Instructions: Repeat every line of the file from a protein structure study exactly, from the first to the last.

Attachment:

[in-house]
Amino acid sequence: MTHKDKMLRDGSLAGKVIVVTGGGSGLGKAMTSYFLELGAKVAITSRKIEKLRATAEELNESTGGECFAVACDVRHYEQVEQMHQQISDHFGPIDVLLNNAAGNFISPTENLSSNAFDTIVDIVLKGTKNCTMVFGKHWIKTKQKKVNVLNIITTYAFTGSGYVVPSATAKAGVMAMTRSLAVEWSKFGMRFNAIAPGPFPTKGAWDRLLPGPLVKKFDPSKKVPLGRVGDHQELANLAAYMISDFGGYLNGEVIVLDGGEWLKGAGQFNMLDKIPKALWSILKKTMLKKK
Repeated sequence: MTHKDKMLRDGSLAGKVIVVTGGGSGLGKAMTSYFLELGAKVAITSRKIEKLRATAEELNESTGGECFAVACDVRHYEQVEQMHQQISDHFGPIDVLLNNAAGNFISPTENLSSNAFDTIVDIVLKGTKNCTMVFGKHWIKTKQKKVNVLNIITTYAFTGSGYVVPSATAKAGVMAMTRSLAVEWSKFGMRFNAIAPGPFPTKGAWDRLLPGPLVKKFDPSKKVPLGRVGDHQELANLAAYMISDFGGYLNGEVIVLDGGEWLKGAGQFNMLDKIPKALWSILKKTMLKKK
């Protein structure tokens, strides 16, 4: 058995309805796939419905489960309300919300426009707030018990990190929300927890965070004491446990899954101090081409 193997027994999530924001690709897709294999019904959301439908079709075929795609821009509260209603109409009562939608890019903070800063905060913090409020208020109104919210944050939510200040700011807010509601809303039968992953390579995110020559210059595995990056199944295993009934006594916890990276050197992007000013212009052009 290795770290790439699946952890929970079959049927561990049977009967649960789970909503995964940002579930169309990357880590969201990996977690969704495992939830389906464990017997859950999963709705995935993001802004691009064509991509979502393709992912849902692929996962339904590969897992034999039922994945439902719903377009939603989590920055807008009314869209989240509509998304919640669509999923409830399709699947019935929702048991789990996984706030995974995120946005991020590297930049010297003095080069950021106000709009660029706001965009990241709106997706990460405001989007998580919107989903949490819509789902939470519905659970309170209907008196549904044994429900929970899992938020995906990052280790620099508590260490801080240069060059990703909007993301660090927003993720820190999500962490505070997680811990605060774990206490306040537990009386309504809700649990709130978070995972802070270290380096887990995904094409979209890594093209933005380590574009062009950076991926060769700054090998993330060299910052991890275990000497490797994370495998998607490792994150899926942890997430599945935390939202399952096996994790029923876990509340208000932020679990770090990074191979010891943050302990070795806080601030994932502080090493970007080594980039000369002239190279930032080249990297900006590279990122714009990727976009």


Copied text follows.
[in-house]
Amino acid sequence: MTHKDKMLRDGSLAGKVIVVTGGGSGLGKAMTSYFLELGAKVAITSRKIEKLRATAEELNESTGGECFAVACDVRHYEQVEQMHQQISDHFGPIDVLLNNAAGNFISPTENLSSNAFDTIVDIVLKGTKNCTMVFGKHWIKTKQKKVNVLNIITTYAFTGSGYVVPSATAKAGVMAMTRSLAVEWSKFGMRFNAIAPGPFPTKGAWDRLLPGPLVKKFDPSKKVPLGRVGDHQELANLAAYMISDFGGYLNGEVIVLDGGEWLKGAGQFNMLDKIPKALWSILKKTMLKKK
Repeated sequence: MTHKDKMLRDGSLAGKVIVVTGGGSGLGKAMTSYFLELGAKVAITSRKIEKLRATAEELNESTGGECFAVACDVRHYEQVEQMHQQISDHFGPIDVLLNNAAGNFISPTENLSSNAFDTIVDIVLKGTKNCTMVFGKHWIKTKQKKVNVLNIITTYAFTGSGYVVPSATAKAGVMAMTRSLAVEWSKFGMRFNAIAPGPFPTKGAWDRLLPGPLVKKFDPSKKVPLGRVGDHQELANLAAYMISDFGGYLNGEVIVLDGGEWLKGAGQFNMLDKIPKALWSILKKTMLKKK
């Protein structure tokens, strides 16, 4: 058995309805796939419905489960309300919300426009707030018990990190929300927890965070004491446990899954101090081409 193997027994999530924001690709897709294999019904959301439908079709075929795609821009509260209603109409009562939608890019903070800063905060913090409020208020109104919210944050939510200040700011807010509601809303039968992953390579995110020559210059595995990056199944295993009934006594916890990276050197992007000013212009052009 290795770290790439699946952890929970079959049927561990049977009967649960789970909503995964940002579930169309990357880590969201990996977690969704495992939830389906464990017997859950999963709705995935993001802004691009064509991509979502393709992912849902692929996962339904590969897992034999039922994945439902719903377009939603989590920055807008009314869209989240509509998304919640669509999923409830399709699947019935929702048991789990996984706030995974995120946005991020590297930049010297003095080069950021106000709009660029706001965009990241709106997706990460405001989007998580919107989903949490819509789902939470519905659970309170209907008196549904044994429900929970899992938020995906990052280790620099508590260490801080240069060059990703909007993301660090927003993720820190999500962490505070997680811990605060774990206490306040537990009386309504809700649990709130978070995972802070270290380096887990995904094409979209890594093209933005380590574009062009950076991926060769700054090998993330060299910052991890275990000497490797994370495998998607490792994150899926942890997430599945935390939202399952096996994790029923876990509340208000932020679990770090990074191979010891943050302990070795806080601030994932502080090493970007080594980039000369002239190279930032080249990297900006590279990122714009990727976009």